Coming Out In Death: Army Veteran Unveils His Secret After a Lifetime of Hiding

Col. Edward Thomas Ryan of New York writes: ‘Now that my secret is known, I’ll forever rest in peace.’

A Veteran’s Truth Revealed

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A decorated veteran announced that he was gay in his obituary, finding peace in knowing that he died his authentic self. 

A Life of Service and Love

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Born and raised in Rennselaer, New York, Colonel Edward Thomas Ryan was a beloved brother, uncle, and retired veteran. 

A Personal Farewell

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Col. Ryan decided to write his own obituary to be shared by the Albany Times Union after his passing. 

All Through Life

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He wrote, “I must tell you one more thing. I was Gay all my life: thru grade school, thru High School, thru College, thru Life”. 

A Love Remembered

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He wrote about his partner and how, “He was the love of my life. We had 25 great years together”. 

Heartbreaking Loss

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Unfortunately, Col. Ryan said that his one true love passed away in 1994 as a result of a “medical procedure gone wrong”. 

Eternal Rest Together

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Col. Ryan will be buried next to his lover. 

Explaining His Silence

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In his obituary, he explained why he was unable to come out during his lifetime. 

Fear  and Regret

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He wrote, “I’m sorry for not having the courage to come out as Gay,” 

Seeking Peace in Death

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Continuing, “I was afraid of being ostracized: by Family, Friends, and Co-Workers. Seeing how people like me were treated, I just could not do it. Now that my secret is known, I’ll forever Rest in Peace.”

Community Support and Sympathy

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The community has rallied behind Col. Ryan and his announcement, and within the week more than 150 people wrote messages in support of him. 

Messages of Comfort

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Someone wrote, “May you rest peacefully in the arms of your forever love. I’m so sorry that you never felt safe to be your authentic self. Your bravery followed you beyond death.”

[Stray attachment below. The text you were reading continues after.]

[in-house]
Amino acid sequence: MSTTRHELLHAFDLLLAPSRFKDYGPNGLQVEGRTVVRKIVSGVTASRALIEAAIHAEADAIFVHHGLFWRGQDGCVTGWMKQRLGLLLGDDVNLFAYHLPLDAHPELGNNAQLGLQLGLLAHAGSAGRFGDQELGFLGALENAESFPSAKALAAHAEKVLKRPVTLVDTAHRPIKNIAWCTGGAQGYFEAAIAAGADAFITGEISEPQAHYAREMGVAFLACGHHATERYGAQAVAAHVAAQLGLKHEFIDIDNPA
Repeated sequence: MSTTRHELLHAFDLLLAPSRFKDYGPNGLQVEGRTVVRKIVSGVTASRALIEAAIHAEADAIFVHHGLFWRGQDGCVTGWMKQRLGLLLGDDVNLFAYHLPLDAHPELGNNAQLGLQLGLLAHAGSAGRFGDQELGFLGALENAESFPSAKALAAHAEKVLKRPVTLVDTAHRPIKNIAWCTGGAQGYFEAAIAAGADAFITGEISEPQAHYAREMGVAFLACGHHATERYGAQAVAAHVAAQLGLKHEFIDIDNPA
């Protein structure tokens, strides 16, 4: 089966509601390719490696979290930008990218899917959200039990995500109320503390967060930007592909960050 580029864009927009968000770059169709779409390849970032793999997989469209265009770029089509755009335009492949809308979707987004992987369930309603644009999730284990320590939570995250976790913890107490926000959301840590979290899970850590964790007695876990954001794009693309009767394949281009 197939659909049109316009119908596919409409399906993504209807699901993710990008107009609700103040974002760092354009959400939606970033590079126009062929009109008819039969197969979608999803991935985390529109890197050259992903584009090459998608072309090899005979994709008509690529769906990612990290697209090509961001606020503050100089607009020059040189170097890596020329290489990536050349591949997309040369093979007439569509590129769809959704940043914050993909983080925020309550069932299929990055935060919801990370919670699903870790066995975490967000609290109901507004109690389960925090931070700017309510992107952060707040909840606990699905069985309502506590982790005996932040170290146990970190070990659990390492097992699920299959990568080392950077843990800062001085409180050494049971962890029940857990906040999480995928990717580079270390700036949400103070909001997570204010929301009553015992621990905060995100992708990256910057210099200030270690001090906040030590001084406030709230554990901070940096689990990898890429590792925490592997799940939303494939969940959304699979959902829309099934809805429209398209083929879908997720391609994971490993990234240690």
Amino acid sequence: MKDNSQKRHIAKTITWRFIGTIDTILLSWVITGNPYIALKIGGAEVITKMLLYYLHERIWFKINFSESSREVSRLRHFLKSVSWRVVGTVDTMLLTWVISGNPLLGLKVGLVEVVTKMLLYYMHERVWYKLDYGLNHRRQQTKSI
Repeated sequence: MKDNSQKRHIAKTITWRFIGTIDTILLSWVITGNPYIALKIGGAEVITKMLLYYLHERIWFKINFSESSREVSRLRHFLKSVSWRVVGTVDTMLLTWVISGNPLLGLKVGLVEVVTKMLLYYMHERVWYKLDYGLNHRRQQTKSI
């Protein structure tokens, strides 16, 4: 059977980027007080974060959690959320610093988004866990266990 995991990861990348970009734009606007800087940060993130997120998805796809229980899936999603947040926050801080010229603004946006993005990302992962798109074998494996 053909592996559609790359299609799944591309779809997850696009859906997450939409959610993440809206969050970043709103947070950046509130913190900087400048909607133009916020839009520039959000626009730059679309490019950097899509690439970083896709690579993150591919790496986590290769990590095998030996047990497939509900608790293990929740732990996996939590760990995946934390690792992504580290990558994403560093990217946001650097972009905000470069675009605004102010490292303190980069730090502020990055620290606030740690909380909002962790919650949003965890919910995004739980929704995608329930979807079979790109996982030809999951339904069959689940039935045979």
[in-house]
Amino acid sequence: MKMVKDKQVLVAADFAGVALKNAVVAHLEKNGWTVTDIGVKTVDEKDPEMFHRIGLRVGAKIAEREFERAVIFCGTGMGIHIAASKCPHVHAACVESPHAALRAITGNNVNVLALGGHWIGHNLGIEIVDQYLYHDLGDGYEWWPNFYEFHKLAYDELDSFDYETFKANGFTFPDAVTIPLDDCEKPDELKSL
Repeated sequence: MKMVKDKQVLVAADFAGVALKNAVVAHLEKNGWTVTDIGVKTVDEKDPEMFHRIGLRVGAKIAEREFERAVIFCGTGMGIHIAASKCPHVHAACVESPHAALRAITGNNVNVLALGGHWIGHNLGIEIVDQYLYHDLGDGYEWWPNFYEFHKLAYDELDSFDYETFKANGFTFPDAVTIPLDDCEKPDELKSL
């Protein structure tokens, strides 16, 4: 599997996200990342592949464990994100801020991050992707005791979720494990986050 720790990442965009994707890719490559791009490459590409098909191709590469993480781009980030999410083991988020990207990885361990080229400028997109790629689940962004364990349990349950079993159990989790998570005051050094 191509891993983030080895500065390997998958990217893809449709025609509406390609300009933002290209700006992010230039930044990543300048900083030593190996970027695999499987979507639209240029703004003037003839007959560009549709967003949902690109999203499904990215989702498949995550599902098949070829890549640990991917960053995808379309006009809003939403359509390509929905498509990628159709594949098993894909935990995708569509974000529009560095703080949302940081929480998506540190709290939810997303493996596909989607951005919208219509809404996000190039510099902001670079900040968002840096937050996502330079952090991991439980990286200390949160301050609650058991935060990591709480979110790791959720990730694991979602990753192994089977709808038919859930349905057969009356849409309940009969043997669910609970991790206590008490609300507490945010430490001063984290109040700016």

A Legacy of Service

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Another wrote, “A fine American. A life of service that continues with his final wishes to share his truth so others may learn of love”. 

Live on in Happiness

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Another comment read, “Sir, I am so sorry that you had to live a life in secret. No one should ever have to wait until death to be happy. May your soul and spirit live on in happiness with your true love.”

The Harshness of Humanity

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Continuing, “Humanity can be so unkind to the kindest individuals. May you and your soulmate continue your love without judgment and boundaries”. 

The Military’s History With the LGBTQ+ Community

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The US military is not known to be an overtly accepting organization for the LGBTQ+ community. 

Historical Discrimination

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Up until 1982, gay men and lesbians were banned from joining the military. 

A Troubling Past

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Even earlier than that, same-sex relationships were considered cause for discharge, and in the 1940s being gay was considered an official mental illness. 

Controversial Policies

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Later on, the “don’t ask, don’t tell” policy was enacted in 1993 which caused quite the controversy. 

Closeted Service

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This measure allowed for members of LGBTQ+ community to join the military, on the pretense that they remain in the closet and do not share their sexual orientation publically.

Discharges for Disclosure

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If military members did disclose their sexual orientation, they would be discharged. This policy was in effect for 18 years before being repealed. 

Progress Made in 2013

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In 2013, LGBTQ+ military members were finally given spousal support and family benefits. 

Uncertain Future 

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With the upcoming election, the military’s stance on LGBTQ+ members may see a significant change. 

Campaign Promises

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Both Trump and Biden are campaigning on hot button issues such as transgender rights, and their decisions have the possibility to either increase or remove rights of the queer community. 

The post Coming Out In Death: Army Veteran Unveils His Secret After a Lifetime of Hiding first appeared on Pulse of Pride.

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